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Matlab woes…

August 11th, 2010 No comments

WARNING: The following rant is somewhat technical. It’s a departure from the economics/finance of quantitative equity into the actual technical implementation and the challenges that are often faced. If you don’t know what threading, serialization, and parallel computing is you’ll probably want to stop reading right here!

I use Matlab to analyze the gigabytes of equities data I have to put on trades. Last week I’ve run into a frustrating brick wall with Matlab that I can’t seem to get around. Hopefully this helps someone else in a similar situation.

Until a couple of weeks ago, it would take 8 hours for my program to simulate 20 years of trading activity and spit out results. Clearly this is annoying since if I want to change a quantitative factor or two and see how things would look, I have to let it run for 8 hours! At this point, I was fully utilizing Matlab’s parallel computing features (which actually helped considerably – without them I would have seen a run time of 20+ hours!).

I had the idea of implementing some kind of caching scheme to speed up the data retrieval from a heavily normalized database. That took a bit of programming to implement, but is now working like a charm. Run time was reduced from 8 hours to about 3 hours. That’s a great improvement, but if we could get faster still, that’d be great.

To understand where the bottleneck was, I killed of one factor at a time and measured how runtime was affected. In the end, I found that killing all factors (so for each month my program essentially connects to the database and disconnects), made an inconsequential difference. That is, the majority of the time spent is in the database connect/disconnect (something I, as a former programmer, should have known quite well!).

So, the solution: reuse the database connections (in the technical world, known as connection pooling). So, I spent many hours investigating Matlab’s database toolbox and its ability to pool connections. To make a long story short, Matlab’s database connectivity (build on Java JDBC drivers) doesn’t support connection pooling. I suppose if I were running it in an application server (Tomcat, something else…), I may be able to work. But, I have neither the environment, expertise, nor desire to go down that path.

So, I decided to implement my own pooling. To do this, I wrote a Java connection pool manager. That is actually a simple task since all a connection pool manager is, is a vector of connections and the logic to reuse a connection if it is idle. Having never done Matlab/Java integration before, it took me a bit to figure out how to make it all work, but in short order I was there. All set, right? No…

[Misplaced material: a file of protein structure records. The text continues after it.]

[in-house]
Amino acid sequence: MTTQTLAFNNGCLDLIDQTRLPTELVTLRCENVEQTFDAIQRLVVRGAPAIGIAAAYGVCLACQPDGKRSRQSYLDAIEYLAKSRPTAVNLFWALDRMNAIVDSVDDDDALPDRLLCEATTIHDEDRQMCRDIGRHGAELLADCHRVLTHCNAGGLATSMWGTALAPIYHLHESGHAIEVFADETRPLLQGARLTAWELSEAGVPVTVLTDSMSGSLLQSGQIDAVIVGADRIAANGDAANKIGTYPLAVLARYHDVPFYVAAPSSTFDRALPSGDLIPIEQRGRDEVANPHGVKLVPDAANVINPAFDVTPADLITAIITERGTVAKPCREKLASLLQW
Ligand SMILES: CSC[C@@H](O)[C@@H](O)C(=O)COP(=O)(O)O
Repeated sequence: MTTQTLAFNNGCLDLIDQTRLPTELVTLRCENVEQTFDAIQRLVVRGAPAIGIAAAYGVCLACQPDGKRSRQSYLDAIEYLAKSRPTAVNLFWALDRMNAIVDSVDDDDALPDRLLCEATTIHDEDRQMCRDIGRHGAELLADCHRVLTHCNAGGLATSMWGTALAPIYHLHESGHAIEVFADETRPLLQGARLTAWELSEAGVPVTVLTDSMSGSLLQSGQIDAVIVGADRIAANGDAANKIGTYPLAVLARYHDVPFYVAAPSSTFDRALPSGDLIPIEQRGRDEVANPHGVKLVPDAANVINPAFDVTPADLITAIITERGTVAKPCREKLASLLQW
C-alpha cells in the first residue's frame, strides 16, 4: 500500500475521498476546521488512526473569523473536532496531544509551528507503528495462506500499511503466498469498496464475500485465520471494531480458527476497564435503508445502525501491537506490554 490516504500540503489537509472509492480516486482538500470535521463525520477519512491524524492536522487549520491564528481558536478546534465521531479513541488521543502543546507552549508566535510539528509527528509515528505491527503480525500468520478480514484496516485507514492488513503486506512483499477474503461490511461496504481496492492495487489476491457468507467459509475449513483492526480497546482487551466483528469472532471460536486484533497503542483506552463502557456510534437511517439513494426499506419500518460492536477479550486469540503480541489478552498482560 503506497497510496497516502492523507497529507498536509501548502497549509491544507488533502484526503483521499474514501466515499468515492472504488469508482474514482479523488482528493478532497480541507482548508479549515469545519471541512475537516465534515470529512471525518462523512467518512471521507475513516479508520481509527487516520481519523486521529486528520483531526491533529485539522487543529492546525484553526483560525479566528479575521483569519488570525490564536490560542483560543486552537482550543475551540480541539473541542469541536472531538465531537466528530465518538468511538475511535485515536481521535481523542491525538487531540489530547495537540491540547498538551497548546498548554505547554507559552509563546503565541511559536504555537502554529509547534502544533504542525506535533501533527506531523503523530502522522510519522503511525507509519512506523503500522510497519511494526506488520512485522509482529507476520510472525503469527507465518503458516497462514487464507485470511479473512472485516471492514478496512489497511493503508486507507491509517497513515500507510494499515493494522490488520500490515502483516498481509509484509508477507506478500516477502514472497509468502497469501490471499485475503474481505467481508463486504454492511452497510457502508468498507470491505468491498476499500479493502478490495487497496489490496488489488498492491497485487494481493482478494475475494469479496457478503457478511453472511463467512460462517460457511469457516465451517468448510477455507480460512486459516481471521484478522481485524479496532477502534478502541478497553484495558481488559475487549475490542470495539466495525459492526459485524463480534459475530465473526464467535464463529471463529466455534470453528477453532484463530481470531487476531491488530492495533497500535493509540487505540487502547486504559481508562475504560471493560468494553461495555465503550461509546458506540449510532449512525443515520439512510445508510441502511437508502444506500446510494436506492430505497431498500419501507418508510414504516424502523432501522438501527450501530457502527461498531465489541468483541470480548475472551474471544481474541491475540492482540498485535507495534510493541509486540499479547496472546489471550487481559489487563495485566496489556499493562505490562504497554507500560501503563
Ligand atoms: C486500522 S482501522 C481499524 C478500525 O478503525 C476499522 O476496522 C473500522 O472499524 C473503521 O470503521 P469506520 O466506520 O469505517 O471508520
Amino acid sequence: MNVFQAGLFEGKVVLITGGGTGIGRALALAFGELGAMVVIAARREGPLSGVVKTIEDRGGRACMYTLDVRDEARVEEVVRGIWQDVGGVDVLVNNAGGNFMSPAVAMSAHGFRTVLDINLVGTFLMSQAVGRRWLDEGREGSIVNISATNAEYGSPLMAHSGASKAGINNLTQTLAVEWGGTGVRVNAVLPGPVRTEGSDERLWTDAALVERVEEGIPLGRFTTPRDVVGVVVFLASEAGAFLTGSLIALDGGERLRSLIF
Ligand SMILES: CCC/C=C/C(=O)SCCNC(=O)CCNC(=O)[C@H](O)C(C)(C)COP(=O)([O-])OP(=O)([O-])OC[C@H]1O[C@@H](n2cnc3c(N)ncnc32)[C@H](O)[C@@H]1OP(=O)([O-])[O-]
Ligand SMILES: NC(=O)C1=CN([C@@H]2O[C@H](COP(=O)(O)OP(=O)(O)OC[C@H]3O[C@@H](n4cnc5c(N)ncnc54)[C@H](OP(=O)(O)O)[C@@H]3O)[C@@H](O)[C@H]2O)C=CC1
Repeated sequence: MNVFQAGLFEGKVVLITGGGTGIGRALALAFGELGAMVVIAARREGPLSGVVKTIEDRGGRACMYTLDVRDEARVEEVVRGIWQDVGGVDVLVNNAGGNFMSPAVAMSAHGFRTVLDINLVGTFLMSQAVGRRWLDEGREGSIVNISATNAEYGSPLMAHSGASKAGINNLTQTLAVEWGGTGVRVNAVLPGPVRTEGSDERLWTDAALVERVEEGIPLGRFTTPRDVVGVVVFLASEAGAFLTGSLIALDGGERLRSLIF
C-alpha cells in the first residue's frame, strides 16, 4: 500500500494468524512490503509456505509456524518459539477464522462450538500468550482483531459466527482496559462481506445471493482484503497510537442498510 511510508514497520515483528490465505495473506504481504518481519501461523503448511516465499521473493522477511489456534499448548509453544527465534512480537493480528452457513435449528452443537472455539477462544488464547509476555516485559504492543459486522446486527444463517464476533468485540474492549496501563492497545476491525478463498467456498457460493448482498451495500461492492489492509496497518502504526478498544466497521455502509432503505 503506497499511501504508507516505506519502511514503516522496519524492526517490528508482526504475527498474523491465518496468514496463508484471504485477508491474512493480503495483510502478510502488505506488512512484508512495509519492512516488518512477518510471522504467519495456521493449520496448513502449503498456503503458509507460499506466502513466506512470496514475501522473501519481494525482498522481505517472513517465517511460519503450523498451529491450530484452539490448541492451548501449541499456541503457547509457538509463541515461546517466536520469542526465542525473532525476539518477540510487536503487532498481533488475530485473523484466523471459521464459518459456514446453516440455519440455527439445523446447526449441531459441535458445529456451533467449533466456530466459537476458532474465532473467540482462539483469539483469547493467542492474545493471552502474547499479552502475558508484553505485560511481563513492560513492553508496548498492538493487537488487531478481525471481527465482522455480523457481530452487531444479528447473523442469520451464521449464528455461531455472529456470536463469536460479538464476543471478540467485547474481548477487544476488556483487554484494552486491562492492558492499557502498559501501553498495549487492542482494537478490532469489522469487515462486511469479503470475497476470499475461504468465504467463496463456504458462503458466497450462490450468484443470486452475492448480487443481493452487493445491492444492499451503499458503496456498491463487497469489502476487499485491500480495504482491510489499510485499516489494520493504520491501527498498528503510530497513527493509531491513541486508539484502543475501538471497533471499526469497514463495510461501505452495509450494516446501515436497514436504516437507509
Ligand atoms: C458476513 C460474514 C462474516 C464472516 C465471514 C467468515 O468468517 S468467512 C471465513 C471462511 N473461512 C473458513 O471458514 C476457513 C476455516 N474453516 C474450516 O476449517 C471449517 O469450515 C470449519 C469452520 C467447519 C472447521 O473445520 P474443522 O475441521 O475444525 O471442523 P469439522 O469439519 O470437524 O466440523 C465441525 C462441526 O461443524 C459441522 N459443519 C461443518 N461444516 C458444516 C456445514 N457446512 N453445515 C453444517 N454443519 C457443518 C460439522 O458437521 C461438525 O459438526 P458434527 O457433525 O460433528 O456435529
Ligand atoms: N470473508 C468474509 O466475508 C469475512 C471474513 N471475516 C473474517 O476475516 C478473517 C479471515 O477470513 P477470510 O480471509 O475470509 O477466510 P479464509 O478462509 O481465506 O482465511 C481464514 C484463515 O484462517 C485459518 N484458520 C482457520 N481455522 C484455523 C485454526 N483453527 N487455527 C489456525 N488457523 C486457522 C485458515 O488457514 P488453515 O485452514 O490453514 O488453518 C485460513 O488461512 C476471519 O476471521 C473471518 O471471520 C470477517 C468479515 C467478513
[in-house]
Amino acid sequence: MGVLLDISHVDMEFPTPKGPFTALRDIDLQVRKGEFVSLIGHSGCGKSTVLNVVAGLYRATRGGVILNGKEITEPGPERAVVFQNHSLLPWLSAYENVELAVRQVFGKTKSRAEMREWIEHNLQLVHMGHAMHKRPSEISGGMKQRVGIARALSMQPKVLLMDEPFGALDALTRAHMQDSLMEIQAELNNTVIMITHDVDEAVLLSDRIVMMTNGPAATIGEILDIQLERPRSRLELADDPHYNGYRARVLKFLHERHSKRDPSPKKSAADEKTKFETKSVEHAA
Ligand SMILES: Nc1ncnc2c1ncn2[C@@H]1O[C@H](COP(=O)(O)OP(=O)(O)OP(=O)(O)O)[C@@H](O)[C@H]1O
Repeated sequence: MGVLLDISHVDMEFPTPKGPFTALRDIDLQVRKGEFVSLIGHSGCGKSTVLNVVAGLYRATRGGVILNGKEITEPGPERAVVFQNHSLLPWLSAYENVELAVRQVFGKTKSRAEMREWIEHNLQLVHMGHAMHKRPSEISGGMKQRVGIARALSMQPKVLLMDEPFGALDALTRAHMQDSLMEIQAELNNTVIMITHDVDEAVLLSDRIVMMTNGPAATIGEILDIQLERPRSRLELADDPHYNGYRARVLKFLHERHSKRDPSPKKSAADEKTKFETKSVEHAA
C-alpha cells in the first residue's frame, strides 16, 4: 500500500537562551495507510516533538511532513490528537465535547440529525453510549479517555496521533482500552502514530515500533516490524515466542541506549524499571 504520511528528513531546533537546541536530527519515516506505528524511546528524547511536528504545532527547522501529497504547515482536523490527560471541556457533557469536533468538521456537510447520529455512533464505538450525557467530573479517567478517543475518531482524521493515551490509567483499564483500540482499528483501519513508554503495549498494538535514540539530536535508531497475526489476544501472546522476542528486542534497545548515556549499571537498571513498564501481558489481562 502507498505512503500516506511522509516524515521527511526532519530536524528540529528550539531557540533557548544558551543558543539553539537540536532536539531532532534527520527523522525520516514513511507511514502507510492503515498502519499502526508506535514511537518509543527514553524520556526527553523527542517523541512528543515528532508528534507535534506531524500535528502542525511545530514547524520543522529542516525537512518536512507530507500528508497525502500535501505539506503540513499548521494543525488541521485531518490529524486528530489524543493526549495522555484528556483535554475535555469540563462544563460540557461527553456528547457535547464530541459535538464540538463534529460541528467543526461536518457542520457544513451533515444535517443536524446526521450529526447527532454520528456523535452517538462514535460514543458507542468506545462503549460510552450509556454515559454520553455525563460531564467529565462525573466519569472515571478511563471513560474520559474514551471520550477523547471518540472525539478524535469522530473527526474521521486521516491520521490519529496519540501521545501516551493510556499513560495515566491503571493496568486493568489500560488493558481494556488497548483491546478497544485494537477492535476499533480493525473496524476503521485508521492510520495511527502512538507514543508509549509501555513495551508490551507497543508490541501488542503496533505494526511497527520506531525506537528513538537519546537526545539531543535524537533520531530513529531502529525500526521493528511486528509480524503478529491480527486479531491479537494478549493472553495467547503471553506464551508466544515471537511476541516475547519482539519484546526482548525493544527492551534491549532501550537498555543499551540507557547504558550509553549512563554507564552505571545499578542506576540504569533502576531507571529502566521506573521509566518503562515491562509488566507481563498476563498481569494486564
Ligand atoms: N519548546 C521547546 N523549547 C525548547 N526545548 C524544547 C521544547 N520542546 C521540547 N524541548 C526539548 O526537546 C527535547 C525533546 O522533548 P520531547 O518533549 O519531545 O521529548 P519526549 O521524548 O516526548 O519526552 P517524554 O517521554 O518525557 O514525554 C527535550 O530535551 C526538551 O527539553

I changed my code to use the connection pooling rather than native Matlab database connections. However, it blew up due to the parallelization. What I didn’t realize going in is that when Matlab parallelizes code, it actually serializes objects, splits up the code across multiple threads, and then hydrates the objects in each thread. Unfortunately, the Matlab database object doesn’t support serialization. Thus, there was no way to pass a connection object into some parallel code. If I choose to eliminate the parallel code, then I can use connection pooling, but everything will run synchronously in a single thread – eliminating the need to even use multiple connections, and much of the performance boost I’ve seen so far.

I also learnt along the way that a Matlab database object isn’t the same as the underlying JDBC database object. Matlab encapsulates the JDBC equivalent in some custom structures. Once I realized this, I thought that maybe I could get around this issue by using JDBC objects directly rather than their Matlab equivalents. However, the JDBC connection objects also don’t support serialization, bringing me back to a dead end.

So, I’m left with a frustrating situation:

  1. The only way to use parallelization is to have a connection pool pass a connection into the parallel code. Having multiple connection pools (one for each thread) is silly and is no better than where I am now. So, in order to have a single pool, but have the parallel code use the connections, the connection must be passed to the parallel code, which requires serialization and is not supported by JDBC connections (and thus Matlab connections).
  2. I could skip parallelization altogether and run everything single threaded: this’ll likely take me back to 20+ hours!
  3. Leave things they way they are: the parallel code creates a connection, works with the data, and disconnects. This totals a 3 hour runtime, but seems to be the lesser of all evils.

Alternatives:

  1. Rebuild an environment that uses some kind of application server that provides the connection pooler. I’m not even sure what this would look like, how Matlab would play in the environment, and the necessary support tasks involved in maintaining the environment. This is probably the least attractive alternative.